Thursday, March 27, 2014

A Growth Mindset and Learner Motivation

 “Students may know how to study, but won’t want to if they believe their efforts are futile. If you target that belief, you can see more benefit than you have any reason to hope for.” (Dweck, 2007).

This week we will be focused on leveraging what we know about brain-based instructional strategies to respond to learners’ needs.  

Watch the video and look at the image below. Reflecting on how your own mindset, and the mindset of your learners can affect instruction in your classroom.

The video discussed very quick ways to capitalize on growth mindset when providing feedback to learners. The examples are all verbal. When providing feedback that supports growth mindset, what are your thoughts on virtual vs. face-to-face? What is an example of a question or statement you use that supports growth mindset?

The image breaks down the differences in the fixed mindset and the growth mindset. Think about your mindset when it comes to using technology in your experiences. What type of mindset do you think is needed when it comes to your technology proficiency and the proficiency of your learners? What types of risks are you willing to take in your classroom?

Sunday, March 23, 2014

The Cultural Perspective

Our team read an article a couple weeks ago on culture in education.  We found the perspective very interesting and wanted to share the article with you.  It's very long and takes a while to read so we thought we would pull out a few quotes to share some ideas.

When you think of culture, what are you picturing?

"Cultural preferences are strongly embedded because humans are highly social creatures with strong needs to fit within our groups. There are many layers of culture, from work and family cultures to community and regional cultures up to national and even international cultures based on shared heritage and language. Culture is learned but is also constrained by human nature."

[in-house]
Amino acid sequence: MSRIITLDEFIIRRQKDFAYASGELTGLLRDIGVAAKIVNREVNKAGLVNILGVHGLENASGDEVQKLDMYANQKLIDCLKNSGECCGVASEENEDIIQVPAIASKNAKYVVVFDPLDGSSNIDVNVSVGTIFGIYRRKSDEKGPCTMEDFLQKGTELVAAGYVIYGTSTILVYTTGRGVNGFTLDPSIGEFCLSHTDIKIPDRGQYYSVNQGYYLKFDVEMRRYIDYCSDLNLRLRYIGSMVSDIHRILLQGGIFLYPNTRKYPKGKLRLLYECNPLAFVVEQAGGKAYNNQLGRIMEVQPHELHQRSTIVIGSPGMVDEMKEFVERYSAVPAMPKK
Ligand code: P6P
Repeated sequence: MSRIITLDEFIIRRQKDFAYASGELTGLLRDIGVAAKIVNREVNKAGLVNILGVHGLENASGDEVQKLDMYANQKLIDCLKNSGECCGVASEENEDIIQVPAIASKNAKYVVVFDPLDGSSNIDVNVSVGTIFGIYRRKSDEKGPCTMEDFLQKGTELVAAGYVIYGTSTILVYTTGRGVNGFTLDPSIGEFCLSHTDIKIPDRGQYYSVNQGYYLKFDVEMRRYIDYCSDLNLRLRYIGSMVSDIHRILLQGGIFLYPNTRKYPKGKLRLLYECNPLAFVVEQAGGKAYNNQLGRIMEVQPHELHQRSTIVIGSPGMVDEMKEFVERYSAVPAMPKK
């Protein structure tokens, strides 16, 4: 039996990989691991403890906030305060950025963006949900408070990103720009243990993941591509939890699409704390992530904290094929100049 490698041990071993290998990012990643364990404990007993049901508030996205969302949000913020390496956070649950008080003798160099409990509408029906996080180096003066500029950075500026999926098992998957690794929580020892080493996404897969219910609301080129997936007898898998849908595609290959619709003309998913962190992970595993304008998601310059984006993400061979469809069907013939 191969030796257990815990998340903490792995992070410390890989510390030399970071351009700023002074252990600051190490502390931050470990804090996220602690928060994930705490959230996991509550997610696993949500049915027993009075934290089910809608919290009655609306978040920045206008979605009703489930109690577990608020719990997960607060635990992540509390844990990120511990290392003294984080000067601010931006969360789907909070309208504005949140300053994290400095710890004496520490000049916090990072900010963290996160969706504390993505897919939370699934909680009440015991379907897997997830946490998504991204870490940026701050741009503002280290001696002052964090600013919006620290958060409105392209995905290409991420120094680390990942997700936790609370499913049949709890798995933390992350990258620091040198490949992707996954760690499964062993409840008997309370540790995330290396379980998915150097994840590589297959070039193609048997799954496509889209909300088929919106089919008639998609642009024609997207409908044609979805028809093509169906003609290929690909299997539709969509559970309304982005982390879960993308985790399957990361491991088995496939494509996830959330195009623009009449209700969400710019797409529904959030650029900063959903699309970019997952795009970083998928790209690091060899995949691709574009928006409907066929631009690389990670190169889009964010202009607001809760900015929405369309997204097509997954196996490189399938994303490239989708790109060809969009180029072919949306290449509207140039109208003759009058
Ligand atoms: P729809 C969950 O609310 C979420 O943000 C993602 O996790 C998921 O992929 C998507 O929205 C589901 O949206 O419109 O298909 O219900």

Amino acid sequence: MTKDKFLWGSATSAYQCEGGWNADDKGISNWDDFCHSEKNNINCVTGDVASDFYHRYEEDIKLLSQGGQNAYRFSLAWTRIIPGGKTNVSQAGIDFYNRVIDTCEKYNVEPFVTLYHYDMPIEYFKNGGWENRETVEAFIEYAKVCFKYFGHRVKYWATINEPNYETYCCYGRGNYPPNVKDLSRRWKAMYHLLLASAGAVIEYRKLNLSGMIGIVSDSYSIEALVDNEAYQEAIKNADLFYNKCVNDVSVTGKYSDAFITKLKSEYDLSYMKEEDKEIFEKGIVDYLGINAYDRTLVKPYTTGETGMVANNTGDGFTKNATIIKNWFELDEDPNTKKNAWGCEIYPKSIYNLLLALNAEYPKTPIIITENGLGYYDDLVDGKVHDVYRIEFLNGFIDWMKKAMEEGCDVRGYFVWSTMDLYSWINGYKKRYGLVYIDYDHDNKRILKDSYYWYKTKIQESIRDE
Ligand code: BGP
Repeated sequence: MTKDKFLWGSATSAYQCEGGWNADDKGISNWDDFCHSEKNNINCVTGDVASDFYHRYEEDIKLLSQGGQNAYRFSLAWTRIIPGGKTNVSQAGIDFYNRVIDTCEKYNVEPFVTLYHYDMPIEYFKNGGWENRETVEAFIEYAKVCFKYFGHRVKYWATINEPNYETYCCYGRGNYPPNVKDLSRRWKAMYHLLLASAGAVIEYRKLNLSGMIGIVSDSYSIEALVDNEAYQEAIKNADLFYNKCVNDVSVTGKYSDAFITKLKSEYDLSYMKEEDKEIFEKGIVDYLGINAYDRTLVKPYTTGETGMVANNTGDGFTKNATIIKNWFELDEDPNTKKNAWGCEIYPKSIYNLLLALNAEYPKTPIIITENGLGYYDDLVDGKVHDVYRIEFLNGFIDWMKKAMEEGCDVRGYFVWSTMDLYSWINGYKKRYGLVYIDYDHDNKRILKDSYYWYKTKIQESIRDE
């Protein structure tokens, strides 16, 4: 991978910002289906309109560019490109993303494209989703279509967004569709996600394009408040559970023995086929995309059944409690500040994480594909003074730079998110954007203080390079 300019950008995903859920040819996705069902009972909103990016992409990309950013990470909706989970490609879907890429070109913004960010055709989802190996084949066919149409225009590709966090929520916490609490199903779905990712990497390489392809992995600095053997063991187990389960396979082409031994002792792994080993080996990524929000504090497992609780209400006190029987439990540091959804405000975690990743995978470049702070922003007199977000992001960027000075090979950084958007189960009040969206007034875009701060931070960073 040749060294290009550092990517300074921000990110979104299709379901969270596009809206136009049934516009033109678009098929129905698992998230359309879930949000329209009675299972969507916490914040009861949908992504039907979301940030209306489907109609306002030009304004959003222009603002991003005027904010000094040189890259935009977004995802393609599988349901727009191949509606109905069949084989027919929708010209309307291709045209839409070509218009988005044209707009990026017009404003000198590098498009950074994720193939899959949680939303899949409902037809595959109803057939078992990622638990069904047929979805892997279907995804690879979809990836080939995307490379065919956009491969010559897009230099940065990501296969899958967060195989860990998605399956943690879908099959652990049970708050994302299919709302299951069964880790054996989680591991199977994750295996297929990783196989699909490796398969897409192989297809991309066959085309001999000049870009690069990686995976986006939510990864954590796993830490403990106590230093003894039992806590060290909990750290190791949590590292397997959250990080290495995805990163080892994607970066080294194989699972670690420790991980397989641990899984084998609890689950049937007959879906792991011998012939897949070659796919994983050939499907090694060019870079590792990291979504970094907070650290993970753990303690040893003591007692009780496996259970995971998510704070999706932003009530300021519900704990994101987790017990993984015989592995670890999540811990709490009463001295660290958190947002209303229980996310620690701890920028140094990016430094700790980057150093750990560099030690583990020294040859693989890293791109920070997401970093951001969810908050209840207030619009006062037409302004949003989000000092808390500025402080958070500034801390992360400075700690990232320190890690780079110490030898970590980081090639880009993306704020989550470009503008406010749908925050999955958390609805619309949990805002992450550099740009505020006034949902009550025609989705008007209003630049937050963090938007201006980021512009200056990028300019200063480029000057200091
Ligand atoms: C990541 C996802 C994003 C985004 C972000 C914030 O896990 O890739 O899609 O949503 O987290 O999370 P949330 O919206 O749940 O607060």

Our Own Cultural Perspective

"Cultural sensitivity is not just one-way, however. Instructional providers should be acutely aware of their own culture because their world views cannot be separated from the training that they develop (Thomas, Mitchell, & Joseph, 2002). They should become cognizant of how their own cultural perspectives are represented in the design decisions they make. Furthermore, instructional providers should examine the assumptions they hold about how learners will and should respond, keeping an open mind for potentially unexpected responses. Moreover, they must balance the need to help students adapt to specific professional, academic, and mainstream cultures (which instructors, by proxy, represent) and the need to embrace the culture in which the student is embedded (Henderson, 1996). This is no small challenge."

We thought it was interesting to think about how our own culture effects how we teach or what we value as important.  As educators using differentiation in our lessons we think about our kid's needs and perspectives. What about our cultural perspectives?

The Culture of Technology Use

Another point that was brought up in the article is the culture of technology use. When it comes to technology use, we grew up in a vastly different era than the learners of today. Does this play a part in a cultural divide between learners and educators? What does that mean in the classroom? Does this change the way you design your experiences?

Here is the full article:

Monday, March 17, 2014

Responsive Teaching = Successful Learning